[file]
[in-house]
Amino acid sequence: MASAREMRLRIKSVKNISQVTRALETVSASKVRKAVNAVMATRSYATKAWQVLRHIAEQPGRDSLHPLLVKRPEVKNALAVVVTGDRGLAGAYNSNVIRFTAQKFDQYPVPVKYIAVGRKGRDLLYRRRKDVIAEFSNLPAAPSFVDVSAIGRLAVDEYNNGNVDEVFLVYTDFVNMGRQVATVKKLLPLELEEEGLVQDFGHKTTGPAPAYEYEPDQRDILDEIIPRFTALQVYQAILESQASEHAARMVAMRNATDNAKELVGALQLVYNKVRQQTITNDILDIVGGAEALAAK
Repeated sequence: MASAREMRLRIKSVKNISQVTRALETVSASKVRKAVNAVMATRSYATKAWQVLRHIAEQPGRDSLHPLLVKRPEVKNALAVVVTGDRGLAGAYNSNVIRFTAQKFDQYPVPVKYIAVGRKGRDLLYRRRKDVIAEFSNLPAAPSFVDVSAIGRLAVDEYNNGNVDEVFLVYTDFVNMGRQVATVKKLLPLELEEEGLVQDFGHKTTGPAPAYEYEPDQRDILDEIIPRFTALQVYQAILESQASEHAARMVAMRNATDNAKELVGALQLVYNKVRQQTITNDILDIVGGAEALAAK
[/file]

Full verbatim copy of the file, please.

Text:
[in-house]
Amino acid sequence: MASAREMRLRIKSVKNISQVTRALETVSASKVRKAVNAVMATRSYATKAWQVLRHIAEQPGRDSLHPLLVKRPEVKNALAVVVTGDRGLAGAYNSNVIRFTAQKFDQYPVPVKYIAVGRKGRDLLYRRRKDVIAEFSNLPAAPSFVDVSAIGRLAVDEYNNGNVDEVFLVYTDFVNMGRQVATVKKLLPLELEEEGLVQDFGHKTTGPAPAYEYEPDQRDILDEIIPRFTALQVYQAILESQASEHAARMVAMRNATDNAKELVGALQLVYNKVRQQTITNDILDIVGGAEALAAK
Repeated sequence: MASAREMRLRIKSVKNISQVTRALETVSASKVRKAVNAVMATRSYATKAWQVLRHIAEQPGRDSLHPLLVKRPEVKNALAVVVTGDRGLAGAYNSNVIRFTAQKFDQYPVPVKYIAVGRKGRDLLYRRRKDVIAEFSNLPAAPSFVDVSAIGRLAVDEYNNGNVDEVFLVYTDFVNMGRQVATVKKLLPLELEEEGLVQDFGHKTTGPAPAYEYEPDQRDILDEIIPRFTALQVYQAILESQASEHAARMVAMRNATDNAKELVGALQLVYNKVRQQTITNDILDIVGGAEALAAK